Local Man Dies in Car Accident

A local man has died in a two vehicle collision just outside of South Sioux City.

Moyer Quick, 65, died when his vehicle collided yesterday morning with a truck driven by 17 year old Randy Radin.

Three other people involved in the incident were injured and transported to Marian Health Center. Dorothy Quick and Maxine Steuerwald, Quick’s wife and sister-in-law are said to be in “good” and “fair” condition respectively. Radin has been reported to have a fractured skull and internal injuries putting him in “critical” condition.

Patric Stewart, an Iowa Highway Patrolman, stated that both vehicles were heading west on the two-lane highway when Quick passed Raddin, but Quick’s rear end struck Raddin before the pass was completed. This impact sent both vehicles into the ditch and caused Quick’s vehicle to roll once.

Autopsy shows that Quick had a heart attack wile driving which could have been the cause of the accident.

Lead Practice

Iowa Highway Patrol will no longer be able to use hand-held radar guns due to the gun’s relations to cancer-causing radiation waves.

The ban was ordered yesterday in Des Moines. Studies are currently being carried out as to whether the link between cancer and the use of said guns are possible. While 70 radar guns will be withdrawn from service, radar units with transmitters will be mounted on the exterior of the trooper’s cruisers.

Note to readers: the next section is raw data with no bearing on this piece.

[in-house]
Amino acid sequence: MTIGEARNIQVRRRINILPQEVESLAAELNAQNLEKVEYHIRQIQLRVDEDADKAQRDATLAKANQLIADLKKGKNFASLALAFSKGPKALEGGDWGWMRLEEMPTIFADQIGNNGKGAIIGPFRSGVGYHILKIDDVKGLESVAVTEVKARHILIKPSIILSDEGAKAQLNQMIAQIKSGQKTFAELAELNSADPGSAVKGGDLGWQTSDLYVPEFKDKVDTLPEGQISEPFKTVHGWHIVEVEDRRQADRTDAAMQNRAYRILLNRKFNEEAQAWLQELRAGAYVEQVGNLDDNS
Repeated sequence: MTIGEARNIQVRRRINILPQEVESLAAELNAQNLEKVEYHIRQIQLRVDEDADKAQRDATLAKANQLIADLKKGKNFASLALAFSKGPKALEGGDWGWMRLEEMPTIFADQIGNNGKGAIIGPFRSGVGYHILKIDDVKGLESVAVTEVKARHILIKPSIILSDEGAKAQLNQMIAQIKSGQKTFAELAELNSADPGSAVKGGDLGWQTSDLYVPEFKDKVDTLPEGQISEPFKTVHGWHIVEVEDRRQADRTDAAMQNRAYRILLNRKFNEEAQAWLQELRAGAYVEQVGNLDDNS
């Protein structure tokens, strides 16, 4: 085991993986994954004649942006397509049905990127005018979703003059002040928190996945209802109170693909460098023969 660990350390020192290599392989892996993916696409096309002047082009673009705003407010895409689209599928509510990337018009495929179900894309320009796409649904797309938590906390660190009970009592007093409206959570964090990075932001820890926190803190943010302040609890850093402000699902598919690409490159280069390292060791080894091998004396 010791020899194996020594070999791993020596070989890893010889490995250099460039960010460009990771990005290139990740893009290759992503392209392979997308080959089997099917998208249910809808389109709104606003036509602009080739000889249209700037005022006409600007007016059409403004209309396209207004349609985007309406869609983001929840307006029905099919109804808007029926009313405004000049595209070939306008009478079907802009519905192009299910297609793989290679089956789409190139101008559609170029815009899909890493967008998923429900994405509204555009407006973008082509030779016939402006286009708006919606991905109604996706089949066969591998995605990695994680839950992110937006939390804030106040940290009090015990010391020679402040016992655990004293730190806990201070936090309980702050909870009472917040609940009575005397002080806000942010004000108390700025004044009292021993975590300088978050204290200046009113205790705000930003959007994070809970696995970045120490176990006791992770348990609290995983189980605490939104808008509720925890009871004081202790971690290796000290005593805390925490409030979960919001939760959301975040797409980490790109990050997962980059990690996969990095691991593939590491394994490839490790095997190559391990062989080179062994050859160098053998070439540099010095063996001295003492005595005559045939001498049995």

All of this has been done in a state of precaution. Adam Berluti, spokesman for the Highway patrol, states that, “the whole situation is under review.”

This precaution is something that has never before been carried out by a police agency. The prompt for this change derived from officers in Cedar Rapids filing workman’s compensation claims saying they developed cancer from using the guns. These claims happened only two months ago.

Description Warmup

Before coming to campus this morning, I had a discussion with Betsy Waldon about her water dragon. Betsy was dressed in a fitted, white t-shirt with Nikki Minaj’s face printed on the front. This was paired with a pair of dark skinny jeans with holes ripped in the knees and thigh. Her long, sandy brown hair was tied back in a pony tail.

Before driving off in her little, white Rav-4, she told me about the waterfall she is making for her pet Chinese Water Dragon. Her elaborate cage for him already makes him a lucky dragon, but her plans will expand this. She is attempting to stack rocks up in a pyramid fashion in one of the corners and use a small hose to circulate the water behind, through, and over top of the rock pyramid.